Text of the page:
Photo Credit: Kevin Berne
Stuck Elevator is a vulnerable piece of theater. Premiering this month at San Francisco’s American Conservatory Theater (ACT),
the show is a musical staging of a simple but almost unbelievable
story: a restaurant deliveryman from Fujian, China is trapped in a Bronx
elevator for 81 hours. For days he does not call for help, fearing
deportation. When he finally does call into the elevator’s intercom, all
he hears is static.
As other reviewers have stated, Stuck Elevator
wrestles with certain shortcomings. For instance, the founding metaphor
of the show, at first, felt one-dimensional. The conceit becomes clear
very quickly: the main character, Guang (Julius Ahn), is trapped by his
immigration status, just like he is stuck in the elevator. Yet it is
hard to argue with the accuracy of this juxtaposition.
Stuck Elevator is
based on a true story that composer Byron Au Yong followed in the news.
The eventual collaboration between Byron and librettist Aaron Jafferis
took on the incredible challenge of theatrically rendering all the
invisible ways Guang is trapped in and outside the elevator. He cannot
escape because the doors won’t open -- but it is his lack of
citizenship, his barely established English abilities, and an incredible
debt to the Snakehead (his smuggler) that led Guang to the elevator in
the first place.
backstory also prevents him from seeking help. Indeed, as an audience,
we realize that there is no real help available to Guang. Therefore the
symbol and setting (created by Scenic Designer Dan Ostling) of the
elevator, monolithic as it can feel, is appropriate commentary on how
such a person can be silently buried alive in the walls of a New York
City high-rise. In considering the show over this past week, it is the
simplicity of Stuck Elevator that has moved me in the end.
of us who come from immigrant families or who have familiarity with
immigration stories won’t necessarily find new themes here. Stuck Elevator explores
familiar territory, such as hope and hard work, longing and loss. But
once again, what could be perceived as a shortcoming may also be where
the show succeeds. There is a profound simplicity and sweetness to the
songs, a laying bare of Guang’s purest self.
Guang is trapped, he counts the passing hours in dollars lost. Each
hour is a dollar of his unpaid debt, or a dollar he can’t use to send
for his wife, Ming (Marie-France Arcilla) and his son, Wang Yue (Raymond
J. Lee). He also worries about how angry his boss’s wife (Joseph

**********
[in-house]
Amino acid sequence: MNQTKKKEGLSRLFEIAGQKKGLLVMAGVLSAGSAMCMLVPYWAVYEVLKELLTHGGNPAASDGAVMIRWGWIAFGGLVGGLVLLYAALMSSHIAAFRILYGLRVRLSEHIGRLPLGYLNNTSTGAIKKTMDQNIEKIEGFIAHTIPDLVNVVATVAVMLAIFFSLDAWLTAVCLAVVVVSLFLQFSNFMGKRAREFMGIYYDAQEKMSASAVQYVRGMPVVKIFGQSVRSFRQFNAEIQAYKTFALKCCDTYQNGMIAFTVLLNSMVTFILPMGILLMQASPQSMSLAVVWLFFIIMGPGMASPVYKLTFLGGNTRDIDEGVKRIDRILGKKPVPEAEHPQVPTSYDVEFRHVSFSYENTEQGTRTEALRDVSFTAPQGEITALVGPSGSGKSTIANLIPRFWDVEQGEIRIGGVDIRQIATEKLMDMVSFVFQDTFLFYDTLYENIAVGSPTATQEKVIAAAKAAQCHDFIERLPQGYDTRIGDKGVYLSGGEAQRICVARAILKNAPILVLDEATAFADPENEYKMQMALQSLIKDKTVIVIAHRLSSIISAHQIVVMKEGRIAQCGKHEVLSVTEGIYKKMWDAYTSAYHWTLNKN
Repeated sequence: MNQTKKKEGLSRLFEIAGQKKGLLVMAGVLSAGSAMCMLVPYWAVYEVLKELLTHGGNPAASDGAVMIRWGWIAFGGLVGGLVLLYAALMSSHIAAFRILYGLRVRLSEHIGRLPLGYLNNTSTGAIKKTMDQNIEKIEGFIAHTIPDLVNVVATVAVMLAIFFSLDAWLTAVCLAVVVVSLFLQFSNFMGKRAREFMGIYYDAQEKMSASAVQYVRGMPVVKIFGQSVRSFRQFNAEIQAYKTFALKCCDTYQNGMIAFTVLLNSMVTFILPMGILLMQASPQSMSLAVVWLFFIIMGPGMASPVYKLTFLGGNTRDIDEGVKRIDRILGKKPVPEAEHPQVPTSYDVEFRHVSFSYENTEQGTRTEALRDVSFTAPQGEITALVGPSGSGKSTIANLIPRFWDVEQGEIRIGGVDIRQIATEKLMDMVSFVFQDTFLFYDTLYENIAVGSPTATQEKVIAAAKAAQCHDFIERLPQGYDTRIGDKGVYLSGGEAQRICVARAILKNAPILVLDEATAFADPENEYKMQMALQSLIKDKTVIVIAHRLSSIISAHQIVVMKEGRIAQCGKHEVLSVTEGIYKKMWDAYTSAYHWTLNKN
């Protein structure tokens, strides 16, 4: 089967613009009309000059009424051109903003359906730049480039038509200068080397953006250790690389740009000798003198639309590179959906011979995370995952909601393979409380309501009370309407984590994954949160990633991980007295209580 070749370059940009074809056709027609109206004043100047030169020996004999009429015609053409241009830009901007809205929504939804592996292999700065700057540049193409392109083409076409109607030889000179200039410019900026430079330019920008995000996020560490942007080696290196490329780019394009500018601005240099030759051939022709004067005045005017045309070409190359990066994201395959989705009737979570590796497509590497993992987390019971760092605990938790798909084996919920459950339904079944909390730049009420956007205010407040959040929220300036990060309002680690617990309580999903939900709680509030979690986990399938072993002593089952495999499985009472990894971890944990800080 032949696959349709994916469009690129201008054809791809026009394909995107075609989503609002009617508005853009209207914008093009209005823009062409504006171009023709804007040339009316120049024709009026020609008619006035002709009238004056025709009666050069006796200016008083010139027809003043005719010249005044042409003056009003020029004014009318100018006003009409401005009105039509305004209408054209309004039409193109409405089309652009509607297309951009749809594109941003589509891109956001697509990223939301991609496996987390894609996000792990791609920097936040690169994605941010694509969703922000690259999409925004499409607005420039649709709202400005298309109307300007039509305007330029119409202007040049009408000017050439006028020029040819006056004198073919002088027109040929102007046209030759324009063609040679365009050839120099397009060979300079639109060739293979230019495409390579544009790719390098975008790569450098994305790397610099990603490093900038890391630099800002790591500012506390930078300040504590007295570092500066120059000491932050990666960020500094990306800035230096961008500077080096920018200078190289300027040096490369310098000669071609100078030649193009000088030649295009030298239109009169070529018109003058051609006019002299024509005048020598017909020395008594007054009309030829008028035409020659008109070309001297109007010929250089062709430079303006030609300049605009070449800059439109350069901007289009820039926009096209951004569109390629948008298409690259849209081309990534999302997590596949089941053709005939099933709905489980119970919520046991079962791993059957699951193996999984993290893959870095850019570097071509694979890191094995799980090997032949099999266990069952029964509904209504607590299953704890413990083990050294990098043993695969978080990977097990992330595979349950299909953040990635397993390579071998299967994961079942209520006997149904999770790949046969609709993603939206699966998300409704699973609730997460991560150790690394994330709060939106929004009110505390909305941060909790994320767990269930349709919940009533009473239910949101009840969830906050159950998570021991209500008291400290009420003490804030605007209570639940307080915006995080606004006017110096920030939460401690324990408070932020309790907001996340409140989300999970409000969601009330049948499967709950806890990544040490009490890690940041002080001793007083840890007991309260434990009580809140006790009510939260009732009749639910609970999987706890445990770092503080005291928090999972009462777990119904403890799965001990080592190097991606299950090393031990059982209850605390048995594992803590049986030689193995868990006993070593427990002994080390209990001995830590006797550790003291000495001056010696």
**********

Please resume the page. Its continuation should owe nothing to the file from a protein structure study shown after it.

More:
Anthony Foronda) will be, or that his Mexican friend/co-worker, Marco
(Joel Perez), will get all the tips. After 23 hours in the elevator,
Guang has a nightmare and wets himself. It is his lowest point. He sits
with his knees tucked to his chest, looks up, and sings the solo
“Shame.” It begins, “Wang Yue cannot know that I am here. He will know
honor and success, and dollars and the best. And when I die, he’ll make
an altar and put my portrait in a frame…”
Whether Stuck Elevator is,
in ACT's words, "a hip hop opera" or just hard to categorize, it is
musical theater. And in American musical theater, there is space for
such unabashed declarations of hope in the face of wretchedness, a
discrete tradition in which characters have a chance to stand tall
amidst their dying dreams. Gypsy’s “Coming up Roses,” Rent’s “Dying in America,” and Wicked’s “Defying
Gravity” all come to mind, though for different reasons. “Shame” joins
such songs in imagining ideal selfhoods, especially while experiencing
the worst disappointments.
But in keeping with Stuck Elevator’s core
strength, "Shame" is a softer song, more vulnerable. It is one man’s
hymn to the dream that was supposed to make such enormous sacrifices
(including a nephew who suffocates during the ocean journey) worth it.
The song continues, “The guard cannot know that I am here. He’ll ask me
for my papers and see my name, then send me back to China, and Ming will
see me wear the same old clothes. She’ll cry because she knows. And
each tear, a mirror repeating my new name, which will be Shame.” We now
know the real reason Guang won’t call the guard.
the end of the show, the audience can see an outline of Guang, the
invisible immigrant. So in another great tradition of American musicals,
and of theater in general, Guang’s story becomes larger than one man’s
narrative. It is a Chinese story, an Asian American story, an immigrant
story, and it must be told as such. But in the program, Director Chay
Yew writes, “I believe the story of one American belongs to all
Americans. The white stories are not for white people only; they are
also for black people, Latinos, and Asians. Asian American stories
belong to black and white Americans, and so on. The question is, 'When
do we start learning from each other to make this city and this country
what they need to be?'” Stuck Elevator attempts to answer this challenge of “When?”, and by staging this show, the creators are saying it should be now.
For Hyphen readers, perhaps the most relevant, final comment comes from composer Byron Au Yong. In Stuck Elevator’s performance guide, Words on Plays, he says, “One of the most difficult things about Stuck Elevator is
realizing that the people who are depicted onstage may not actually be
in the audience. Hopefully their children will be, though.”
The show continues at San Francisco’s ACT. until Sunday, April 28. Running time is 81 minutes without intermission, and seats are $20-$85 (subject to change).